In our study, uremic symptoms such as nausea, vomiting, anorexia, constipation, weight loss and dyspepsia were compared between the predialysis, HD and PD treatment groups, and no statistically significant difference was found between the three groups. Although these symptoms were associated with uremia and impaired gastric emptying time, they did not differ according to the treatment modality in our study. When we evaluated weight loss in particular, the prevalence was found to be statistically significantly higher in the predialysis group than in the PD group, but no significant difference was found between the predialysis and HD groups in our study. Weight loss is considered among the findings associated with uremia and is considered as one of the indicators of the need for renal replacement therapy. However, when evaluated together with other uremic symptoms and findings, no significant difference was found between predialysis, PD and HD groups in our study. In this case, the mentioned symptoms cannot be explained only by uremia; this suggests that it may be due to other factors that have not yet been identified beside the delay in gastric emptying time. These factors may be the underlying disease, drugs used, psychological status, hormonal status, nutritional status and nutritional parameters, impaired exocrine function of the pancreas and complications related to the treatment method [11, 15, 16]. These multifactorial variables may be the reasons why our study and previous studies gave conflicting and different results in terms of complaints and findings mentioned above.

Gastritis is a quite common finding in CKD. In the literature, there are limited studies on the evaluation and comparison of gastritis findings in patients with CKD according to the treatment method. Wee et al. [17] found the prevalence of endoscopic gastroduodenitis to be 49% in a series of 322 patients under HD and PD treatment, that they underwent endoscopy. In the same study, they detected gastritis histologically in 52% of the cases in 260 patients who underwent endoscopic biopsy. In the same study, more gastritis was observed in the PD group than in the HD group. Misra et al. [18] found that GIS abnormalities were more common in patients with CKD in a study that they evaluated the endoscopic findings in patients with CKD and compared them with normal individuals. In terms of gastritis prevalence, Usta et al. [19] determined the frequency of histological gastritis as 62.3% in dialysis patients, Fabian et al. [20] determined the frequency of histological gastritis was 71.5%, Al-Mueilo et al. [21] found the frequency of histological gastritis 51.9% in hemodialysis patients. In our study, the patients were evaluated symptomatically in terms of gastritis and compared according to the RRT modality. The results were evaluated as 70% in the PD group, 60% in the HD group and 55% in the predialysis group. The findings were in parallel with the findings of Wee et al. [17] and were statistically significantly higher in the PD group than in the HD and predialysis groups. Although our study was a symptomatic evaluation and was not supported endoscopically or histologically, the frequency of gastritis found in our study shows similar rates with other studies. This determined prevalence may also be useful in showing that the diagnosis of gastritis based on the complaints and histories of the patients is similar to the frequency of gastritis diagnosis made endoscopically and histologically. Our study shows a statistically significantly higher prevalence of gastritis in the PD group like the result of Wee et al. [17]. Further studies are needed to clarify this result and its underlying causes.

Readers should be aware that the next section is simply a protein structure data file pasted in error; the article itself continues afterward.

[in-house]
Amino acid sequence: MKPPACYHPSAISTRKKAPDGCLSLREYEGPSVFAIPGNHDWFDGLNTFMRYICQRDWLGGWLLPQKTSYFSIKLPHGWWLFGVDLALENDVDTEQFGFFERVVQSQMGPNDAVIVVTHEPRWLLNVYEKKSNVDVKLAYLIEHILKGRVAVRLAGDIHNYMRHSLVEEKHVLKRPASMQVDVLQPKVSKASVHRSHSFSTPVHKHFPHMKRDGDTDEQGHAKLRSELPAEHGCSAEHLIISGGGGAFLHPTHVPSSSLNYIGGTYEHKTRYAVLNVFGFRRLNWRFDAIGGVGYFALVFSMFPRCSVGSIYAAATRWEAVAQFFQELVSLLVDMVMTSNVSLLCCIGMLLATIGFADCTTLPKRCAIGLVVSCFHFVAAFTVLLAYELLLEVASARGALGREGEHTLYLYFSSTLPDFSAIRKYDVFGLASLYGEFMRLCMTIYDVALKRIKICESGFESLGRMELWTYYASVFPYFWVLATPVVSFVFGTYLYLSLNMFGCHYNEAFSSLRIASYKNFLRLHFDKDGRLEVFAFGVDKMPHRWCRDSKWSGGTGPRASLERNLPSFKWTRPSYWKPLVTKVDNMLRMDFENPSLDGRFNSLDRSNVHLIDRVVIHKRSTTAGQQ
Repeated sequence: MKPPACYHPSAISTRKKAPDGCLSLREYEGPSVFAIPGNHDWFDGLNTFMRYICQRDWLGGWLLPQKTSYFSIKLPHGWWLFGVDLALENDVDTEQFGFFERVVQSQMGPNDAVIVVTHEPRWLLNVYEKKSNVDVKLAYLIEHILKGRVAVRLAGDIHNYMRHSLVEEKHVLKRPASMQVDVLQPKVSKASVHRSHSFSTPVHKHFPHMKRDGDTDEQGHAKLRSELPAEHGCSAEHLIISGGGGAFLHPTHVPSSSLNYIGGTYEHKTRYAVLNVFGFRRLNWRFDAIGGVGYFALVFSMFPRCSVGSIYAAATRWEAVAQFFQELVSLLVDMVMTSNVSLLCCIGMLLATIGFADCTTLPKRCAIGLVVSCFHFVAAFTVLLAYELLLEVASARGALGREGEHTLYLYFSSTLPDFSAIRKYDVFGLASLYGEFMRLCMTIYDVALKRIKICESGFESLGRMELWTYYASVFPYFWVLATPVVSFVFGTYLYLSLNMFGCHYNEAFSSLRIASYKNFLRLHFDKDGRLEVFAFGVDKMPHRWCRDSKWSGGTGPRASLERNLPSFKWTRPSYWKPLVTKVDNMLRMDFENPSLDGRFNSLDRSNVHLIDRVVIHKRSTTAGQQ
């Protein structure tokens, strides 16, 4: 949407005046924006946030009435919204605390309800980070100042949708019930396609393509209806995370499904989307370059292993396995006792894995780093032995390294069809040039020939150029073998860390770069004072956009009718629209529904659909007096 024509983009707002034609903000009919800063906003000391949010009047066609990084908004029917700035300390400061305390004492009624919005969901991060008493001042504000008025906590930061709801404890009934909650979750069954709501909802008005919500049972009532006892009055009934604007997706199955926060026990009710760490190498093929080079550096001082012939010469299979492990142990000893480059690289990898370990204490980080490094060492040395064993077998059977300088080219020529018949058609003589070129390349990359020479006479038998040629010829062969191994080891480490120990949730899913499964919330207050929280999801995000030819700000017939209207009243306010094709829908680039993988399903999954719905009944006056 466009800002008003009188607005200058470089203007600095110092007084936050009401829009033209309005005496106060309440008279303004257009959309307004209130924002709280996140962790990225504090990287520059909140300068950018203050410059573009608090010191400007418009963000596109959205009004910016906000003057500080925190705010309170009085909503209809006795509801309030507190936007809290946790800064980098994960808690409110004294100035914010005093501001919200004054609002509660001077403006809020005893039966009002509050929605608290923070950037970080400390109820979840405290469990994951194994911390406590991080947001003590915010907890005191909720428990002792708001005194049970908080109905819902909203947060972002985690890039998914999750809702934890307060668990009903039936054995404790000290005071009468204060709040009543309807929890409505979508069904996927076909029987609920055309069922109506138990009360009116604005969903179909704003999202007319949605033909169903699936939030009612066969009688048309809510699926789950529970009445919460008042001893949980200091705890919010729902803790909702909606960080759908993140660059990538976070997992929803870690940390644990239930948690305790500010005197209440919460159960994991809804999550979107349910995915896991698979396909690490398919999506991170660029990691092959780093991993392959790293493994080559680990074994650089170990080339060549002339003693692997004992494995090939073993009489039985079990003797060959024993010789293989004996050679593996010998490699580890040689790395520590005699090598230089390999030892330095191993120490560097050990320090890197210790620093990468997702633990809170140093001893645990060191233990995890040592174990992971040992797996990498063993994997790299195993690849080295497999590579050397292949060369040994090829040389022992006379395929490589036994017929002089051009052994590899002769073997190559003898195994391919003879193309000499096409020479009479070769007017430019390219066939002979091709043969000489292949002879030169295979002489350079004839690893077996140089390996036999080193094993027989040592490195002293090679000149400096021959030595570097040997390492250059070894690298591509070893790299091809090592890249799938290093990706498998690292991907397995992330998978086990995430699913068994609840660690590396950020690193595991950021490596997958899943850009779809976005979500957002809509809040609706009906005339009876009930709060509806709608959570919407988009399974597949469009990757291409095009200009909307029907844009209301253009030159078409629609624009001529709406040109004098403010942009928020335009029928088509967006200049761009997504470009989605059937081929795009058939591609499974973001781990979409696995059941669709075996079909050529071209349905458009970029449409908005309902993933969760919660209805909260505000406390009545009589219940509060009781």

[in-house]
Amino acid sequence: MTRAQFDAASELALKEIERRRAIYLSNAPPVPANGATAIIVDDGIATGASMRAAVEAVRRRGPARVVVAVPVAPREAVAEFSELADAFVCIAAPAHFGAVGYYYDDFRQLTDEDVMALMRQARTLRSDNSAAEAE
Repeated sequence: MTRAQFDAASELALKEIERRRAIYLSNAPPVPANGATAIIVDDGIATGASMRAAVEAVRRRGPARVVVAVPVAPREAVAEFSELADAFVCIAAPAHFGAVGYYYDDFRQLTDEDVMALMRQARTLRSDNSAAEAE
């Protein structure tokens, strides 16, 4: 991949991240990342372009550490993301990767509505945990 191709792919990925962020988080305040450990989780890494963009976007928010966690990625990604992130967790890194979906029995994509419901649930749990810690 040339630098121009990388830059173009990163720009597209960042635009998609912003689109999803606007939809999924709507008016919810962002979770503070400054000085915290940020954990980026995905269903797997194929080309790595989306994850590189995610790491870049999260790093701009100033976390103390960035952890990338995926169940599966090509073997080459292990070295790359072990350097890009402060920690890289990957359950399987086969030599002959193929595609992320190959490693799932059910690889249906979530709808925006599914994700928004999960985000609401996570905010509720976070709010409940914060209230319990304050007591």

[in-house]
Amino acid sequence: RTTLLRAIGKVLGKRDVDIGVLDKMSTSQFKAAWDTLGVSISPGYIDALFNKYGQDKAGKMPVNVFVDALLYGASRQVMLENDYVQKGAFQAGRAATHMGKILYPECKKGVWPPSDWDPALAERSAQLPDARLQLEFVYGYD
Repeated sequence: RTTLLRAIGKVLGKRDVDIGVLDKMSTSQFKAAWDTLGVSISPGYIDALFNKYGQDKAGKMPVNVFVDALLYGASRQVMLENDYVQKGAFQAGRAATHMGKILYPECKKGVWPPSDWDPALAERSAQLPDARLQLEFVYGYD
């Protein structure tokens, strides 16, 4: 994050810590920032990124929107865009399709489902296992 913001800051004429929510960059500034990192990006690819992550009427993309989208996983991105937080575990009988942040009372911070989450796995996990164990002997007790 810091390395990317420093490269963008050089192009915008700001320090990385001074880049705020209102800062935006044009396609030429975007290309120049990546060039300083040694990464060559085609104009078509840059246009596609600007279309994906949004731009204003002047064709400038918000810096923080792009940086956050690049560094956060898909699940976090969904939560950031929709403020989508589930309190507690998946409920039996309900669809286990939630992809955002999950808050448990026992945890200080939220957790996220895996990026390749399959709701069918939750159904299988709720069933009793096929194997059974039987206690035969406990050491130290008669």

Regurgitation, heartburn, dyspeptic complaints, dry cough and burping are common symptoms of gastroesophageal reflux. It is stated that gastroesophageal reflux is more common in peritoneal dialysis patients than in the general population and hemodialysis patients. It is stated that the presence of excess dialysis fluid in the abdomen and high intraperitoneal pressure increase acid reflux from the stomach [22]. Dejardin et al. [23] evaluated the relationship between intraperitoneal pressure, intraperitoneal volume and GER in a study and found that intraperitoneal pressure had no effect on reflux formation. Holscher et al. [22] reported that GER symptoms are seen around 30% in the normal population. In our study, the prevalence of GER was 38% in the predialysis patient group, 34% in the HD group and 45% in the PD group. Although these rates were higher than the general population, there was no statistically significant difference between the groups compared. Our study may give an idea that peritoneal dialysis treatment does not significantly increase the incidence of GER in patients with CKD; but the effect of peritoneal dialysis treatment on GER, the relationship of intraperitoneal pressure and intraperitoneal volume with GER is a less studied topic in the literature and deserves further studies.